How we educate Ukrainian refugees


There is a social, cultural and educational gap that has become more evident in the years of pandemic and confinement. Facing it requires actions that in many cases are carried out in educational centers, but in others they must be addressed from political measures.

This is the only way to cover all sides and serve the vulnerable school population, especially those in their stages of compulsory schooling.

The situation caused by the war in Ukraine has led to the departure of millions of people who must take refuge in countries throughout Europe and other countries willing to welcome them. In Spain, for example, we have more than four thousand Ukrainian children in school, trying to ensure that their normal life does not suffer due to lack of school.

The positive effects of this schooling for their incorporation into the new life and the new society that awaits them are immediately evident. It is not new to receive people with refugee status for reasons of war, political persecution, etc. But the number of people affected, and the speed of their arrival, has exceeded all the forecasts that could be had in the immediate host countries.

It is necessary to take urgent measures to serve them adequately so that they can continue advancing in their educational process, without losing that inalienable human right.

The importance of the early years

It is in the first years of personal evolution when education will have the most repercussions on the appropriate development of the person, because, if it is interrupted (sometimes temporarily, others permanently) serious damage will be caused and indelible marks will be left on their personal and social formation. .

Without the appropriate care and initial training, minors who join Spanish society (or those from other countries) will hardly be able to develop their skills and acquire the essential skills to aspire to a decent future and meet their life expectations.

The options through which the vulnerable population is attended have two fundamental objectives: on the one hand, to prevent situations of vulnerability; on the other, overcome them.

Support options for immigrant students

  1. Liaison or reception classrooms, to achieve rapid learning of the vehicular language of the system.
  2. Interpreter and translator services, to facilitate the participation of families in educational centers and access important knowledge documentation for it.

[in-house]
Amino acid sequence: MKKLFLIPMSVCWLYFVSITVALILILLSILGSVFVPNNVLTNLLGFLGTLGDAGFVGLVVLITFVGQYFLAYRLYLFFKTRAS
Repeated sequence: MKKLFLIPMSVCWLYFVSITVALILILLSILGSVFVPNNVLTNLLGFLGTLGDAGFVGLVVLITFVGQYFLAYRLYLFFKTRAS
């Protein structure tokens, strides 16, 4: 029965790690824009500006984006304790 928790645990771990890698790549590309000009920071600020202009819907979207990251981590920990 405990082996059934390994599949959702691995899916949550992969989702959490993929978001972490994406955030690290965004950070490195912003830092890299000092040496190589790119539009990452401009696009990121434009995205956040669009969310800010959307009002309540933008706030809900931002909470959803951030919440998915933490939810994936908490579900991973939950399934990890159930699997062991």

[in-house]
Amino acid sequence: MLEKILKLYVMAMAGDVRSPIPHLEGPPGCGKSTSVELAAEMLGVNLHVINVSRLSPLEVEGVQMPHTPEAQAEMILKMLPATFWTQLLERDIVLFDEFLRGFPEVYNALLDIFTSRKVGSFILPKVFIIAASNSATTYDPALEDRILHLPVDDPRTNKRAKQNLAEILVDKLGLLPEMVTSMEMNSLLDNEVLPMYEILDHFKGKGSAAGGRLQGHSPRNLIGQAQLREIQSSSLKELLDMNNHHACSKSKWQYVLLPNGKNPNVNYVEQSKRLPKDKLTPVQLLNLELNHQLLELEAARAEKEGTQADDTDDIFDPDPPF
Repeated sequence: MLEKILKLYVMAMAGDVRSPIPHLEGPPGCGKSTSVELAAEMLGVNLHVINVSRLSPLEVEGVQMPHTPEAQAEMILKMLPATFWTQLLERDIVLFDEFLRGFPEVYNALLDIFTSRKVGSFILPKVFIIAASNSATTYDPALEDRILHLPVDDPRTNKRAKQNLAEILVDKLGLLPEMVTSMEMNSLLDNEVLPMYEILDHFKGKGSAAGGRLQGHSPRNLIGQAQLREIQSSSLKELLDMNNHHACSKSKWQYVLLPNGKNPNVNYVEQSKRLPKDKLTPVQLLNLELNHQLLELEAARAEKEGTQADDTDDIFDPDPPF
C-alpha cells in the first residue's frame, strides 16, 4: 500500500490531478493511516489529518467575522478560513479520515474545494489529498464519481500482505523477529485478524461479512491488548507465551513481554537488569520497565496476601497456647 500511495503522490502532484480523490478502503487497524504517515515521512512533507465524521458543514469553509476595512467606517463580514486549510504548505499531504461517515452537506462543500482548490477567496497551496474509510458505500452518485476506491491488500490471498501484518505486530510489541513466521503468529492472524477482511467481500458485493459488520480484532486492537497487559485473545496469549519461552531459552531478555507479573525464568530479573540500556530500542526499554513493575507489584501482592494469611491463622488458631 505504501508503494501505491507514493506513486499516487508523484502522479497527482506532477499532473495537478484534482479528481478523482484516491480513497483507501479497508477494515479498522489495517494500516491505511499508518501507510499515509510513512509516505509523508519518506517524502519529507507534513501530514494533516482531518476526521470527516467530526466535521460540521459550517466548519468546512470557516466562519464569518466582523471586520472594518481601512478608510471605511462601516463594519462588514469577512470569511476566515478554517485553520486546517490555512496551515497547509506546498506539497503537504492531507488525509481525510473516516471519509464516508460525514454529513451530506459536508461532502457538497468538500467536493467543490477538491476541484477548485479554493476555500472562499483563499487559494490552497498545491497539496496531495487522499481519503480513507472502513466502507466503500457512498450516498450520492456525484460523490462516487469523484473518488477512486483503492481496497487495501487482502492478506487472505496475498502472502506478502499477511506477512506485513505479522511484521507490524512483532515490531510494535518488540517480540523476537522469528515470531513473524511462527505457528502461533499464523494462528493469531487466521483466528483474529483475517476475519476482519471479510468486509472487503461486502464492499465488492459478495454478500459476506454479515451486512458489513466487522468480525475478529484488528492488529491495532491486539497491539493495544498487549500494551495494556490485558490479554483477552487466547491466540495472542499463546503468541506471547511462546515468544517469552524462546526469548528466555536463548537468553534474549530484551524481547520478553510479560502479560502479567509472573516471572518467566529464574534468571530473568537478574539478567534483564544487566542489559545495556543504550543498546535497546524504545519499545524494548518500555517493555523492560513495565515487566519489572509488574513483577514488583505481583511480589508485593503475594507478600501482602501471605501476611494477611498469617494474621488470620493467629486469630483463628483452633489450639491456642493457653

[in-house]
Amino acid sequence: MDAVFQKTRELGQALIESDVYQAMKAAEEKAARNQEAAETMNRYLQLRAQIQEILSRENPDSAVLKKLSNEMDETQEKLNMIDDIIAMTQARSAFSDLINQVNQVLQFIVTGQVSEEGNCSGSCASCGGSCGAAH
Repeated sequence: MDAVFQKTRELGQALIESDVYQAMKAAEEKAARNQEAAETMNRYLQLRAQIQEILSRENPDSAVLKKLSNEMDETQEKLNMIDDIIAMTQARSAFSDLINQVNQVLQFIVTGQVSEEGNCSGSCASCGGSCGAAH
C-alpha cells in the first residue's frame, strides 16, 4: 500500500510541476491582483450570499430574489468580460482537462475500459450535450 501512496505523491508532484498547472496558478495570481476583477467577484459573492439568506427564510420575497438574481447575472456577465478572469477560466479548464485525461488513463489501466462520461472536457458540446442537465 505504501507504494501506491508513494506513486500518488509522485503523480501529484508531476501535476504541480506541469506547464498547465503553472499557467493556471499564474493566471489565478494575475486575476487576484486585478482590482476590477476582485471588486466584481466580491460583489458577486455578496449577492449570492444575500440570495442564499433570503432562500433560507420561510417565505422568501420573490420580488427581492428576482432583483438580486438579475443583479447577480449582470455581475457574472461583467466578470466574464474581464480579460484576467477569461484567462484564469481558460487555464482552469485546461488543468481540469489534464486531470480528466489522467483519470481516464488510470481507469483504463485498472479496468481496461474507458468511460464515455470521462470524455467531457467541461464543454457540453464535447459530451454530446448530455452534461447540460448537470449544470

3. Itinerant support services for different centers that educate immigrant students and need guidance to serve them.
  4. In Spain, there are two consolidated programs in ordinary centers with a long tradition, such as the Portuguese Language and Culture Program and the Arabic Language and Moroccan Culture Program , attended by Spain, Portugal and Morocco and with teachers of origin.

Support Options for Sick Students

The vulnerable or at risk of vulnerability population includes children who need support while sick at home or in hospital. For them there is:

  1. Educational support units in hospital centers with pediatric beds (hospital classrooms). The school remains in the hospital and the students continue with their usual school activity.
  2. Home educational support service, for students who must convalesce at home, despite being discharged from hospital.
  3. Educational-therapeutic centres, for the care of students with psychiatric disorders during periods of serious crisis. Medical, educational and social staff attend to students and their families.

Options for socially disadvantaged students

  1. External collaboration programs between centers and non-profit organizations, with the aim of carrying out school reinforcements, creating work habits, accompanying unprotected students at certain times, etc.
  2. Legal regulation for the proper incorporation of the population into the system based on their age: workshop classrooms (in Secondary Education centers), curricular diversification programs, training units and job placement (for people over 16 years of age).
  3. Opening of classrooms outside school hours, which attend to the general population of the neighborhood where the center is located in culture issues: computers, library, music, dance, sports, theater, etc.
  4. Educational compensation programs, for students with more than two years of school lag between the course that would correspond to them by age and the one that they have by acquired skills.
  5. Control of school absenteeism.
  6. Educational mediation programs, in order to achieve conflict resolution within the center itself, the continuity of schooling throughout the compulsory stage (especially for girls, Roma or Muslim), overcoming situations of bullying, etc. They can be carried out with families and institutional staff or with the collaboration of non-profit entities or the Administrations themselves.
  7. Complementary measures: aid for school canteens or for the acquisition of textbooks, for example.

Permanent measures

These possibilities, which the educational system has available to prevent and overcome possible situations of vulnerability, are complemented by others, less specific, but totally transversal, which must be applied permanently:

  • The continuous training of teachers.
  • Maintaining the adult education network.
  • Balanced schooling in all centers respecting the principles of inclusive education.
  • The existence of support staff when necessary.
  • The flexibility of schedule or actions to promote interculturality.

All of them will contribute effectively to try to reduce the existing social gap with the desired speed.

Author Bio: Maria Antonia Casanova is Professor at the Camilo José Cela University and Director of the Higher Institute for Educational Promotion (Madrid) at Camilo José Cela University